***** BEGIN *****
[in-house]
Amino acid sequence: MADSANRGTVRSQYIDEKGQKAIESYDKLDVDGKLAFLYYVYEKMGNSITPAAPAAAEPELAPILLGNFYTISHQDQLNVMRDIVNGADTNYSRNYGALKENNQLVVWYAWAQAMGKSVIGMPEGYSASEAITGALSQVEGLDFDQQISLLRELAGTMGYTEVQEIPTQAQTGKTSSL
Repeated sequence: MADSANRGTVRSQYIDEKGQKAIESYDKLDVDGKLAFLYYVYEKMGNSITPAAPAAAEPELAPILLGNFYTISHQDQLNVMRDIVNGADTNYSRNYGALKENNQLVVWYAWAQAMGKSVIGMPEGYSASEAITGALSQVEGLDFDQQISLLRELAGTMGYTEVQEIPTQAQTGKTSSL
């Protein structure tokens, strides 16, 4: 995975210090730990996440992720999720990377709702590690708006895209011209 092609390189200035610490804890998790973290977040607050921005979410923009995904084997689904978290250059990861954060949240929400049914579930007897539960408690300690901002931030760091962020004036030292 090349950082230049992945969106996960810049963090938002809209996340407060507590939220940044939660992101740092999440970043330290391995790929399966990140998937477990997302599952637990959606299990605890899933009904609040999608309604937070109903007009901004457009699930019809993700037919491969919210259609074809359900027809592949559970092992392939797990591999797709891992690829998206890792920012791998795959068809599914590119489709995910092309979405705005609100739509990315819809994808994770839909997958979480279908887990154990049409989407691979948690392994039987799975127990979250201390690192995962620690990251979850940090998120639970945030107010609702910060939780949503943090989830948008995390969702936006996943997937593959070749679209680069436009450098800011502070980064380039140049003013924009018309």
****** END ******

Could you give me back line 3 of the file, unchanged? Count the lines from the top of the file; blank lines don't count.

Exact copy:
Repeated sequence: MADSANRGTVRSQYIDEKGQKAIESYDKLDVDGKLAFLYYVYEKMGNSITPAAPAAAEPELAPILLGNFYTISHQDQLNVMRDIVNGADTNYSRNYGALKENNQLVVWYAWAQAMGKSVIGMPEGYSASEAITGALSQVEGLDFDQQISLLRELAGTMGYTEVQEIPTQAQTGKTSSL